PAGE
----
The research shows that there is a tipping point of 80-90 minutes of meditation per week, over which our positivity, optimism, possibility-thinking and creativity starts to soar. Just a little a day can go a long way!

There are many kinds of meditation, and I have found myself drawn toward using the body scan most often. Another favourite is the Loving Kindness Meditation. Dr. Barbara Fredrickson, a well-known researcher on positivity, found that having people do this type of meditation regularly helped them to self-generate positive emotions that lasted. It didn’t matter if they were experienced meditators or new to the practice. Individuals who practiced this meditation regularly, measured higher on the scales of love, engagement, serenity, joy and amusement.

Through this practice, you repeat the mantra:

May I be safe
May I be happy
May I be healthy
May I live with ease.

I always find it particularly calming, and especially so during the pandemic. And you then move on and, thinking about someone you care about, repeat the above mantra, replacing the “I” with “you.” Just Google “Loving Kindness Meditation” to find many guided meditations of this type to follow.

Gratitude is one of those practices that has become a regular part of my life. It’s like exercise. I just do it. For those who are not familiar with the practice, it is not just about thinking positive or feeling grateful; it is about sitting down every day with pen in hand and writing down at least three things that you are grateful for.

Sounds so simple, but we know from the research that when people do this regularly it starts to change their brain chemistry. We have a negativity bias, which means if we’re not doing things to increase our positivity, we will tend to look for the negative more often.

When you start a daily gratitude practice, after a couple of weeks you feel more positive. Your brain starts searching for what is good. You start seeing more possibilities. You feel more creative and productive.

I cannot recommend meditation and gratitude enough! I touch upon these two skills regularly in my speaking and workshops. Try putting your priority on one of these practices over the summer and observe the results.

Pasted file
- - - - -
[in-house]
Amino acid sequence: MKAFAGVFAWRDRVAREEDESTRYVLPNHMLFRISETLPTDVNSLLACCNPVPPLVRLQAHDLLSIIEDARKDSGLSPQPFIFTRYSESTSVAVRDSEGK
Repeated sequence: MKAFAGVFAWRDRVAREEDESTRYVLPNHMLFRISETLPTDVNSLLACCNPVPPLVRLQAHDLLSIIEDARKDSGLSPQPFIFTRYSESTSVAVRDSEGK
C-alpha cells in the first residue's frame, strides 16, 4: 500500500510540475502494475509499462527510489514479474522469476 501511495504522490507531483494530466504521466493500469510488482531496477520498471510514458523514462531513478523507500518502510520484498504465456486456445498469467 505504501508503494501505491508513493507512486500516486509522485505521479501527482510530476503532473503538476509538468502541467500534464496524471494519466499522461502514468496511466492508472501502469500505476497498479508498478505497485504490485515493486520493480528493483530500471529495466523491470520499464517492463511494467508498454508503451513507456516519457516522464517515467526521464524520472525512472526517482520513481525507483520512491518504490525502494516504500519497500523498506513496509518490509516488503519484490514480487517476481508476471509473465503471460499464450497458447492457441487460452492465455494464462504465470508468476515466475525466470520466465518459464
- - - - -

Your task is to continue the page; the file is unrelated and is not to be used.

Make Time To Hit The Books!

Do you have several books you’ve been wanting to read, but they just keep moving down your priority list? I sure do. In the summer, I really catch up on my reading. I like to get into something interesting that relates to my work (in addition to the biographies and novels that are a part of my beach time reading!) Often when I’m working, I don’t have time to read that new book on positive psychology or mindful leadership, so I will read it when I’m on vacation and can really dive in and absorb it. I collect so many great ideas and pieces of advice that I can then implement in the fall when I get back into my regular work mode.

Looking for something to read or add to your list? Check out my summer reading ideas here:

Awakening Compassion at Work: The Quiet Power that Elevates People and Organizations. (2017) Monica C. Worline and Jane E. Dutton

The Way of Integrity: Finding the Path to Your True Self. (2021) Martha Beck. 

The Fearless Organization: Creating Psychological Safety in the Workplace for Learning, Innovation and Growth. (2018) Amy C. Edmondson. 

Build an A Team: Play to Their Strengths and Lead Them Up the Learning Curve. (2018) Whitney Johnson 

Into the Magic Shop. A Neurosurgeon’s Quest to Discover the Mysteries of the Brain and the Secrets of the Heart. (2016) James R. Doty, M.D.

Self-Compassion: The Proven Power of Being Kind To Yourself. (2011) Kristin Neff

We Need New Stories: The Myths That Subvert Freedom. (2021) Nesrine Malik.

Tribal Leadership: Leveraging Natural Groups to Build a Thriving Organization. (2009) Dave Logan, John King, Halee Fischer-Wright.

Anger: Wisdom for Cooling the Flames. (2002) Thich Nhat Hanh.

Enjoy Those Happy, Summer Days!

What would you add to this list? How else do you maximize your summer days while still working?

Here at Well-Advised Consulting, we’re wishing you a wonderful, relaxing summer ahead. Thank you for following our blog, and sharing the journey in creating happy teams, and thriving workplaces.

Deborah Connors

Deborah Connors teaches leaders to radically shift culture so that people can flourish. She is an engaging speaker, storyteller, author and coach.